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Brain Res Mol Brain Res. 2004 May 19;124(2):114-23.

Loss of glial fibrillary acidic protein results in decreased glutamate transport and inhibition of PKA-induced EAAT2 cell surface trafficking.

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1
Department of Pharmacology, Neuroscience Program, The George Washington University, Ross Hall Rm 656, 2300 Eye St., NW, Washington, DC 20037, USA.

Abstract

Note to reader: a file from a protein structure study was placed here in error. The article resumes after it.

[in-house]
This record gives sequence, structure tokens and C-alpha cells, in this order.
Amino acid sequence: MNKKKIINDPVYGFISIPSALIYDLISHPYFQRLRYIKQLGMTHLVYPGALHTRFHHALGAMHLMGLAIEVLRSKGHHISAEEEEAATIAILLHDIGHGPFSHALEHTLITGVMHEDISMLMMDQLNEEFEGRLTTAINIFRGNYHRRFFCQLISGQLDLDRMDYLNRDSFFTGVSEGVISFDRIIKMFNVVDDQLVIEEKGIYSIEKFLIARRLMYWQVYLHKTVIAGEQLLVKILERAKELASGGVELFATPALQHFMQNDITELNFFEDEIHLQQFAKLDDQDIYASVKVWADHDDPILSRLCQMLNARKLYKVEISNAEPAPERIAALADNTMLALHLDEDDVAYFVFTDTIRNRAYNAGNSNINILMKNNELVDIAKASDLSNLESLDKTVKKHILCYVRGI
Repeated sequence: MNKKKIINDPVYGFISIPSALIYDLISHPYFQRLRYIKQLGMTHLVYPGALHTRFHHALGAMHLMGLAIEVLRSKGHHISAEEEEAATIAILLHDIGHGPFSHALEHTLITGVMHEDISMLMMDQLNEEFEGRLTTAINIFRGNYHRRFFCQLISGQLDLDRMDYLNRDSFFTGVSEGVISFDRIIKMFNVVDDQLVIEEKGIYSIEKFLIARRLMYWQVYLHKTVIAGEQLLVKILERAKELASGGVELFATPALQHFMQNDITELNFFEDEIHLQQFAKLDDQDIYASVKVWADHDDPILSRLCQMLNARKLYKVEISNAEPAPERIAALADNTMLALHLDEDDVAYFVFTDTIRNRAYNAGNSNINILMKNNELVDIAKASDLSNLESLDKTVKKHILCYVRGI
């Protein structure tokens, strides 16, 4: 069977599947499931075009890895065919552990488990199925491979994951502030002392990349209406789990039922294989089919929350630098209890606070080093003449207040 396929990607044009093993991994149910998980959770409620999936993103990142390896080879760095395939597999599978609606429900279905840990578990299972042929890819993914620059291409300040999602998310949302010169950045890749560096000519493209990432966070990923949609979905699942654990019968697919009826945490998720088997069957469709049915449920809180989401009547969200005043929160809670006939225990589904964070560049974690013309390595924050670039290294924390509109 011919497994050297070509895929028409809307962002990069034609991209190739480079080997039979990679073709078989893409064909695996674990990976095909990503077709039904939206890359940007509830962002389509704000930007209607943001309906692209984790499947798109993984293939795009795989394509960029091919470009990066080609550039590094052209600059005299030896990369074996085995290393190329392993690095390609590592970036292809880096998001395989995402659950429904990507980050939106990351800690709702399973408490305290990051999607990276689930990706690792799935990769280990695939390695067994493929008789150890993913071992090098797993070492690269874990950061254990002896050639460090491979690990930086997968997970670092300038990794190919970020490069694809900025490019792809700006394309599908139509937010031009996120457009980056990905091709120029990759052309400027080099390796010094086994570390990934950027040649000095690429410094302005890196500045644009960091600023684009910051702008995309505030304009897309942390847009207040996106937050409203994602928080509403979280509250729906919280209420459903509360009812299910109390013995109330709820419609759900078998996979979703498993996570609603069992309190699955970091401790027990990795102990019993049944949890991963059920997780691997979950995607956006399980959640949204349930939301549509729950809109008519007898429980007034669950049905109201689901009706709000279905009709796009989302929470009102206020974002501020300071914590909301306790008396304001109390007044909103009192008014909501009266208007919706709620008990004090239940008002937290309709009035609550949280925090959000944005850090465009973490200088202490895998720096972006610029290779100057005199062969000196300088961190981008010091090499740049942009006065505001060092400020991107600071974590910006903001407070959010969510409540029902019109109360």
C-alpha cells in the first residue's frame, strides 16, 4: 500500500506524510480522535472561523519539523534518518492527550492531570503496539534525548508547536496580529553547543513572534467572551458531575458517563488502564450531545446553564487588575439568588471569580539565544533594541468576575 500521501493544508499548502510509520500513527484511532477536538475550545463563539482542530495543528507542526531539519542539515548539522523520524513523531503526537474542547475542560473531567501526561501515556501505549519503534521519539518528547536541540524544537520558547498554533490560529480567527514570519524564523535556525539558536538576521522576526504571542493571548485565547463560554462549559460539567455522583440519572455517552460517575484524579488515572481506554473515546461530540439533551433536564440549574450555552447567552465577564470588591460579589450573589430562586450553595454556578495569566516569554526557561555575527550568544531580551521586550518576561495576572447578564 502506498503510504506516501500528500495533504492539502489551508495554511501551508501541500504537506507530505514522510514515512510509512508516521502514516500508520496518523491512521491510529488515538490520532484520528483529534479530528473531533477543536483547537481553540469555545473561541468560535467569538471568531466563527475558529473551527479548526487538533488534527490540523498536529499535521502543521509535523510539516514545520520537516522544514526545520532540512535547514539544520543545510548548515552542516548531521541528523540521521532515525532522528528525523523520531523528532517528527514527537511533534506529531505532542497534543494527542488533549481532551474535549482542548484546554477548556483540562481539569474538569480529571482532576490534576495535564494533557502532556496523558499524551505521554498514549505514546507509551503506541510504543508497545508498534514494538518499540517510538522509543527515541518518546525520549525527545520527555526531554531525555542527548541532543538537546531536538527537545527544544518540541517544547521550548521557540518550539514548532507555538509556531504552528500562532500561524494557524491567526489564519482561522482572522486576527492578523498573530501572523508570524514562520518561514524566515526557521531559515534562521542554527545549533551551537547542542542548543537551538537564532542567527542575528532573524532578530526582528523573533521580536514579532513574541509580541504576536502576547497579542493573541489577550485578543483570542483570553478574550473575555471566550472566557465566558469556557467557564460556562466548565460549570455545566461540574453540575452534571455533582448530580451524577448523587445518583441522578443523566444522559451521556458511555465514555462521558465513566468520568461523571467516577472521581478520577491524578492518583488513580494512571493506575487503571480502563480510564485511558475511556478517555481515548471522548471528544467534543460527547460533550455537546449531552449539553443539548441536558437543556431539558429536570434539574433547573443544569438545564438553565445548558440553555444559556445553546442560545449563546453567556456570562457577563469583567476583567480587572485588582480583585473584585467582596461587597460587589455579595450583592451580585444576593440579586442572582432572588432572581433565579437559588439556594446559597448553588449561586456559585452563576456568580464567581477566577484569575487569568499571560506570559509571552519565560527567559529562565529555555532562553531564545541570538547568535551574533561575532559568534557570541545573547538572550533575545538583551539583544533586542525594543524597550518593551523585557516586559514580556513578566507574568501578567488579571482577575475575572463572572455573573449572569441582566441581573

Loss of the astrocyte-specific intermediate filament protein, glial fibrillary acidic protein (GFAP) results in an increased susceptibility to ischemic insult, enhanced hippocampal LTP, and decreased cerebellar long-term depression (LTD). Because glutamate receptor activation plays a key role in cell death and cellular plasticity responses, we wanted to determine if alterations in glial glutamate transport could contribute to the GFAP null phenotype. To address functional changes in glutamate transport, we measured glutamate uptake in cortical, cerebellar, and hippocampal synaptosomal preparations from age-matched adult wild type and GFAP null mice and demonstrated a 25-30% reduction in the V(max) for d-aspartate uptake in the cortex and hippocampus of GFAP null animals. Western blot analysis of cortical synaptosomal fractions from wild type and GFAP null animals demonstrated that loss of GFAP results in decreases in both astrocytic (EAAT1) and neuronal (EAAT3) glutamate transporter subtypes. Immunohistochemical analysis demonstrated a region-specific modification of neuronal glutamate transporter, EAAT3 trafficking in the GFAP null phenotype. Analysis of primary cortical astrocyte cultures prepared from GFAP null and wild type mice demonstrated that loss of GFAP results in an inability to traffic the glial glutamate transporter, EAAT2, to the surface of the cell following protein kinase A (PKA) stimulation by dibutyryl cAMP. Taken together, these results suggest that the intermediate filament protein, GFAP plays a key role in modulating astrocytic and neuronal glutamate transporter trafficking and function.

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